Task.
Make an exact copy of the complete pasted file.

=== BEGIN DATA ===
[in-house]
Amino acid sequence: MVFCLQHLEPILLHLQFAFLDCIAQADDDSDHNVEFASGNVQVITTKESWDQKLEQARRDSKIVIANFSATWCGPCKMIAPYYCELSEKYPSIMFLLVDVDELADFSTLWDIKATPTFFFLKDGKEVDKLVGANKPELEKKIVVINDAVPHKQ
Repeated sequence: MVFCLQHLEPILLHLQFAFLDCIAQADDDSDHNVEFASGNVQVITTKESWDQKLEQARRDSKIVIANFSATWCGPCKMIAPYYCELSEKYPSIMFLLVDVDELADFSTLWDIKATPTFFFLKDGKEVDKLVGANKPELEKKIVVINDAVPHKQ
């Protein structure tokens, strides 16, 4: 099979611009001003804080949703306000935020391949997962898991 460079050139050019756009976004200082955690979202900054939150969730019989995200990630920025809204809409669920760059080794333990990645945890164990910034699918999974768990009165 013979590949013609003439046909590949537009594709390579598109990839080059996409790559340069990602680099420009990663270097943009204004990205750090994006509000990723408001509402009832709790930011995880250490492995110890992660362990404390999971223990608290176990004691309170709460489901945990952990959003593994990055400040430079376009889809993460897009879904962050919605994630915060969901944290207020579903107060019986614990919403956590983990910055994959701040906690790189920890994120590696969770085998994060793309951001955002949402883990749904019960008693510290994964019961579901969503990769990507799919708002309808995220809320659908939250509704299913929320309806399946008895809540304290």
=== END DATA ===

[in-house]
Amino acid sequence: MVFCLQHLEPILLHLQFAFLDCIAQADDDSDHNVEFASGNVQVITTKESWDQKLEQARRDSKIVIANFSATWCGPCKMIAPYYCELSEKYPSIMFLLVDVDELADFSTLWDIKATPTFFFLKDGKEVDKLVGANKPELEKKIVVINDAVPHKQ
Repeated sequence: MVFCLQHLEPILLHLQFAFLDCIAQADDDSDHNVEFASGNVQVITTKESWDQKLEQARRDSKIVIANFSATWCGPCKMIAPYYCELSEKYPSIMFLLVDVDELADFSTLWDIKATPTFFFLKDGKEVDKLVGANKPELEKKIVVINDAVPHKQ
């Protein structure tokens, strides 16, 4: 099979611009001003804080949703306000935020391949997962898991 460079050139050019756009976004200082955690979202900054939150969730019989995200990630920025809204809409669920760059080794333990990645945890164990910034699918999974768990009165 013979590949013609003439046909590949537009594709390579598109990839080059996409790559340069990602680099420009990663270097943009204004990205750090994006509000990723408001509402009832709790930011995880250490492995110890992660362990404390999971223990608290176990004691309170709460489901945990952990959003593994990055400040430079376009889809993460897009879904962050919605994630915060969901944290207020579903107060019986614990919403956590983990910055994959701040906690790189920890994120590696969770085998994060793309951001955002949402883990749904019960008693510290994964019961579901969503990769990507799919708002309808995220809320659908939250509704299913929320309806399946008895809540304290």